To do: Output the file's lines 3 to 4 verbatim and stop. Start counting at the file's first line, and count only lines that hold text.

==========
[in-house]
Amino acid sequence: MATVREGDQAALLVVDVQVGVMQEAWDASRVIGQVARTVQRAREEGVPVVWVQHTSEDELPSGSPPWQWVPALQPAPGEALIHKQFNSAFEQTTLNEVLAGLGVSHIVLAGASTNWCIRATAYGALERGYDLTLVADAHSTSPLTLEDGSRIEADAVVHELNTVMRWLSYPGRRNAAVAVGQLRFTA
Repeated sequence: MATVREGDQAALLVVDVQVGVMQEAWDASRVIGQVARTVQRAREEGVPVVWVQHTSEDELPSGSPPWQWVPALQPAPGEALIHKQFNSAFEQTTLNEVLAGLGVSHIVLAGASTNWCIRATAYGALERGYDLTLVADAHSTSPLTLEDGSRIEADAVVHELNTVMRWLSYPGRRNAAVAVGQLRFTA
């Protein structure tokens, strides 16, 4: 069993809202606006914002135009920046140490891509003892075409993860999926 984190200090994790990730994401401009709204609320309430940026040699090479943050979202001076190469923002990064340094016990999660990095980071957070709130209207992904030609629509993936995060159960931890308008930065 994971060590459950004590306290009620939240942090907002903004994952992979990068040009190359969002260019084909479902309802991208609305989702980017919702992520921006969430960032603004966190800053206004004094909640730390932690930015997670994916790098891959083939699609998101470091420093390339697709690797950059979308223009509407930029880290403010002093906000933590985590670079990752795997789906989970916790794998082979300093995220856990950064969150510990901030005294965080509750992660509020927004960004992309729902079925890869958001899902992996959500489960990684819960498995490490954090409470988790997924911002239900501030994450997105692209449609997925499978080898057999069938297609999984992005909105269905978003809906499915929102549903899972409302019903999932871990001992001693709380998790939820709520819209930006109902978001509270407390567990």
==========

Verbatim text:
Repeated sequence: MATVREGDQAALLVVDVQVGVMQEAWDASRVIGQVARTVQRAREEGVPVVWVQHTSEDELPSGSPPWQWVPALQPAPGEALIHKQFNSAFEQTTLNEVLAGLGVSHIVLAGASTNWCIRATAYGALERGYDLTLVADAHSTSPLTLEDGSRIEADAVVHELNTVMRWLSYPGRRNAAVAVGQLRFTA
């Protein structure tokens, strides 16, 4: 069993809202606006914002135009920046140490891509003892075409993860999926 984190200090994790990730994401401009709204609320309430940026040699090479943050979202001076190469923002990064340094016990999660990095980071957070709130209207992904030609629509993936995060159960931890308008930065 994971060590459950004590306290009620939240942090907002903004994952992979990068040009190359969002260019084909479902309802991208609305989702980017919702992520921006969430960032603004966190800053206004004094909640730390932690930015997670994916790098891959083939699609998101470091420093390339697709690797950059979308223009509407930029880290403010002093906000933590985590670079990752795997789906989970916790794998082979300093995220856990950064969150510990901030005294965080509750992660509020927004960004992309729902079925890869958001899902992996959500489960990684819960498995490490954090409470988790997924911002239900501030994450997105692209449609997925499978080898057999069938297609999984992005909105269905978003809906499915929102549903899972409302019903999932871990001992001693709380998790939820709520819209930006109902978001509270407390567990």